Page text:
to accept their statement, that they joined that order under the mistaken impression that it was a charitable and beneficial organization, and the overt acts of
insubordination directed by the branches north of the mountains are disapproved of by them to the extent of their abandoning their connection with the
The Philadelphia Times of May 8, 1875

The railroaders strike has been growing weaker daily and some time since the society became demoralized and uncontrollable at Palo Alto, Cressona and
Schuylkill haven, and in that vicinity.  Members tendered their services to the company in great numbers, being willing to leave the society.  Many were
reinstated but the leaders would not be taken back.  The order is composed of railroad laborers, brakemen, engineers, firemen, etc.  Last night Branch Number 3
disbanded and the men reported for work to the railroad officials in large numbers.  This branch was the largest of the society.  No reports have been received
today of any acts of violence by the miners.
The Hazleton Plain Speaker of March 30, 1888

HORRIBLE ACCIDENT - Two Men Cut To Pieces on the P & R Tracks At Schuylkill Haven
A horrible accident occurred near the dispatcher's office at Schuylkill Haven two evenings ago.  Two men named Peter Maguire and Thomas Brendinger, both
employees of the Philadelphia and reading Railroad Company, were walking up the Mine Hill railroad from Schuylkill Haven, when they heard a train approaching.  
It was the passenger train from Minersville, due at Schuylkill Haven at 8:30.  When this train reaches the Cressona crossing, it takes the up track from there to
Schuylkill haven.  The men forgetting this, thought to get out of the way of the approaching train by stepping over to the up track.  Their precaution cost them
their lives, as the night was dark and their mistake was not discovered until the train was upon them.  Both men were struck by th engine and thrown under the
wheels.  Brendinger's head was almost severed from his body and he was otherwise terribly mutilated.  Maguire was instantly killed, although his body was not as
badly mutilated as that of Brendinger.  He was about sixty years of age and leaves a large family.  Brendinger was a young man and was unmarried.  An inquest will
be held on the bodies today.  It seems that the men stepped across upon the fatal track only a few seconds before the engine struck them, so that it was
impossible for the engineer to stop the train in time to avert the accident.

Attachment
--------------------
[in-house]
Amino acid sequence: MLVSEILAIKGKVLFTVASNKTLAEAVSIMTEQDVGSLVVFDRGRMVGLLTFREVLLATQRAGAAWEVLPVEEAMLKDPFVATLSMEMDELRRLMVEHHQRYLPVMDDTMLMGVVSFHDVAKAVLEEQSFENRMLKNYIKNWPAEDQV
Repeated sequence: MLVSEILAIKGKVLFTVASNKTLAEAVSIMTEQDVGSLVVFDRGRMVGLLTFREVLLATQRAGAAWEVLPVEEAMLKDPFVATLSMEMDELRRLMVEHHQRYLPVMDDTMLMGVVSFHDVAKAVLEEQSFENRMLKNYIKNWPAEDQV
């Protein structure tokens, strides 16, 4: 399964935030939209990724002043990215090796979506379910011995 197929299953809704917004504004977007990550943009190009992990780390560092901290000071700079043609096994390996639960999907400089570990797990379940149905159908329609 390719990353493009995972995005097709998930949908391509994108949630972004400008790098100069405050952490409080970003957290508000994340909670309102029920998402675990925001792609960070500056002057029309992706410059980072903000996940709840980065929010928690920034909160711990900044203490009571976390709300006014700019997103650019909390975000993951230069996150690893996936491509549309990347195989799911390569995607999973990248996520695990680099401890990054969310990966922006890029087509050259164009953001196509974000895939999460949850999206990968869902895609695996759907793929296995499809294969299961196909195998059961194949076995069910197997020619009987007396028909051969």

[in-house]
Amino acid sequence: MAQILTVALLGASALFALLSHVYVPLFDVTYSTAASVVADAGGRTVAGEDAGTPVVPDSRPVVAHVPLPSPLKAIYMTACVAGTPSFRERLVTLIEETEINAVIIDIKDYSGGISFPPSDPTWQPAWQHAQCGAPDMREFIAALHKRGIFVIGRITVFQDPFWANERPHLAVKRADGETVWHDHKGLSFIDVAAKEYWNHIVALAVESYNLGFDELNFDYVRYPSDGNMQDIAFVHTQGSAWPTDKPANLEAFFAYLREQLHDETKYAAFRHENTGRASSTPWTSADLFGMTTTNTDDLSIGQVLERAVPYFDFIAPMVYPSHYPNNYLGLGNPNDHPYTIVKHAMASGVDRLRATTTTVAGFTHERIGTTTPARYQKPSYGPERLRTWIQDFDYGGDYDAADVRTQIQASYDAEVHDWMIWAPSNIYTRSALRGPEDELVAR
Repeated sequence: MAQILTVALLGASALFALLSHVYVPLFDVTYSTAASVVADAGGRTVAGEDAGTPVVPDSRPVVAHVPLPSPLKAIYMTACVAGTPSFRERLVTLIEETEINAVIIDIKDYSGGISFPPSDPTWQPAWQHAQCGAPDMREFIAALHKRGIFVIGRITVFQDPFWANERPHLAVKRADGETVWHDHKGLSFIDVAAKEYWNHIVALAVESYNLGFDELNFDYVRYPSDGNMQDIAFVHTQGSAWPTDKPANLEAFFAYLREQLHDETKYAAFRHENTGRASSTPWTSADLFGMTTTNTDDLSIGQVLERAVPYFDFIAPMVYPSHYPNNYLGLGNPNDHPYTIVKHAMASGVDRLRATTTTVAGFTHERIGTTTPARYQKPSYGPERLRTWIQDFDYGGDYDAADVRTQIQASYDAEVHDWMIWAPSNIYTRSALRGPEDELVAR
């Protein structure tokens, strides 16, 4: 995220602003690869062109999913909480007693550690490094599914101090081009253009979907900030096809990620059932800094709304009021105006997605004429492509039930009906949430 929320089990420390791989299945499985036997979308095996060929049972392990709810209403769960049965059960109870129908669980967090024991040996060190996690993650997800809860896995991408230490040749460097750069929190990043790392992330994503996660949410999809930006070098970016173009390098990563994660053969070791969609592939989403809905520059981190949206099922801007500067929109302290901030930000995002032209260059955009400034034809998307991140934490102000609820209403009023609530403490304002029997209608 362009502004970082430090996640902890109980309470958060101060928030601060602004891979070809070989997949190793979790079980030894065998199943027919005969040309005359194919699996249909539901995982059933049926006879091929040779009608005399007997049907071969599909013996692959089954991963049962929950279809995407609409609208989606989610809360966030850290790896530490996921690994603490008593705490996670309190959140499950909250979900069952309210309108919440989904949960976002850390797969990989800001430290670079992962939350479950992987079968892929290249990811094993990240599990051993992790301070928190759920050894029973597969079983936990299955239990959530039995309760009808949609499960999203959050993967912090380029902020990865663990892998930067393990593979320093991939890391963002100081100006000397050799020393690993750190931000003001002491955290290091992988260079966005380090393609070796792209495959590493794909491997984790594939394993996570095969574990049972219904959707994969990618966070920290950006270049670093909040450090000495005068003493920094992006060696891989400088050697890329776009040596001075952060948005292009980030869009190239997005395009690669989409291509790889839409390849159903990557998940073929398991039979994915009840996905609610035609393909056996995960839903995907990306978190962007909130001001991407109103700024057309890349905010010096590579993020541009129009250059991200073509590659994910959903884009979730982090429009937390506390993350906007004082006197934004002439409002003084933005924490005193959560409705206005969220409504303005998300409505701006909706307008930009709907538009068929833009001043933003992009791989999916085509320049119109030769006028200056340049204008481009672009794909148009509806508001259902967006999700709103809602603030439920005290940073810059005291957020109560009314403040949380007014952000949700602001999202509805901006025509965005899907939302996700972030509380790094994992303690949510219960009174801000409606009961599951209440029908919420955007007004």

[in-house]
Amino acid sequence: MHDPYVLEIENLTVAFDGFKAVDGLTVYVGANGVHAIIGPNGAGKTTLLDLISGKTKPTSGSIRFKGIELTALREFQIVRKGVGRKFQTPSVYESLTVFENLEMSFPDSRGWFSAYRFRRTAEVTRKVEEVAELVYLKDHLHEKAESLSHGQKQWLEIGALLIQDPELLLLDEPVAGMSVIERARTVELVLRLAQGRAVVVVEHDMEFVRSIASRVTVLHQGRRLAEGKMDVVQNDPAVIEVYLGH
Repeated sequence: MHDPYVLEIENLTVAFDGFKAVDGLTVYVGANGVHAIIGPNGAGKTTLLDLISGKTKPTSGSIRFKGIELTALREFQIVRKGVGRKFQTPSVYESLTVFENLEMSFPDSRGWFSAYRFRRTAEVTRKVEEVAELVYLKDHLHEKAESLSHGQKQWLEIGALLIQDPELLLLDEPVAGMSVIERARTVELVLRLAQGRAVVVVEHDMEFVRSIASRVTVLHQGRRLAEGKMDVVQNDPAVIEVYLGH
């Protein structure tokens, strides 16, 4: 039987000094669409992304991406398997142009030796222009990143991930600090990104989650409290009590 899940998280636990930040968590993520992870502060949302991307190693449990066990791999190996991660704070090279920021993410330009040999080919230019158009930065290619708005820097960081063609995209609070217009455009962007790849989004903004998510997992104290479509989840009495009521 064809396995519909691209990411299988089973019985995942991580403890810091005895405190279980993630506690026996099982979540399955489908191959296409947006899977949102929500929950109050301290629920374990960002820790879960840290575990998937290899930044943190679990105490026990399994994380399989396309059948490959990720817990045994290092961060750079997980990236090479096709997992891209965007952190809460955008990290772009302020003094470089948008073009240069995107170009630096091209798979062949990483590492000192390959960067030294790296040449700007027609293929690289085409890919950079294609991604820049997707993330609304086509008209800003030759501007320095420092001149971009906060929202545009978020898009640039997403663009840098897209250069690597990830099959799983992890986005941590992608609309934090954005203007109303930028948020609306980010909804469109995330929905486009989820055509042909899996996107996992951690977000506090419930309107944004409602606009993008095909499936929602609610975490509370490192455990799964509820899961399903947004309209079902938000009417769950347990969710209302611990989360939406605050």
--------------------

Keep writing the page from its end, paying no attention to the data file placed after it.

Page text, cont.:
The Reading Times of May 24, 1888

Edward S. Potts, residing at 739 North Ninth Street of this city, early yesterday morning, met with a horrible death at the Mine Hill Crossing above Schuylkill haven.  
Potts was a coal train conductor and had been ordered to report at Cressona for work.  He took the Buffalo express passing reading at 1:30 o'clock yesterday
morning.  When he reached Mine Hill Crossing he attempted to jump off without having the train slack up.  The momentum threw him under the wheels and his
body was terribly mangled.  His remains were taken to Schuylkill Haven, where an inquest was held, after which his body was brought to Reading.  Potts was about
39 years of age and had been railroading since January last.  His parents reside at Monocacy and his wife is a daughter of Levi Updegrove, also of Monocacy.  A
wife and five children survive.  His body will be taken to Monocacy for interment.
The Hazleton Plain Speaker of November 21, 1888

Stella, the nine year old daughter of John Caldron, of this borough, was struck by a locomotive on the Philadelphia Nd Reading Railroad while returning home
from school.  She was thrown some distance and sustained injuries about the limbs and body which will prove fatal.  The little girl stepped out of the way of one
train and got in the way of another.
The Lancaster Daily Intelligencer of October 29, 1889

Andrew Schwilk, a baggage master on the Reading Railroad, had a thrilling experience at Schuylkill haven on Monday.  He was crossing the railroad tracks at that
point when his foot got caught in a frog.  He made an effort to free it, but only succeeded in securing it still more firmly.  At the same instant he heard the roar of
an approaching train, and looking up saw one thundering down upon him at frightful speed.  He waved his arms aloft to the engineer, who put on the air brakes,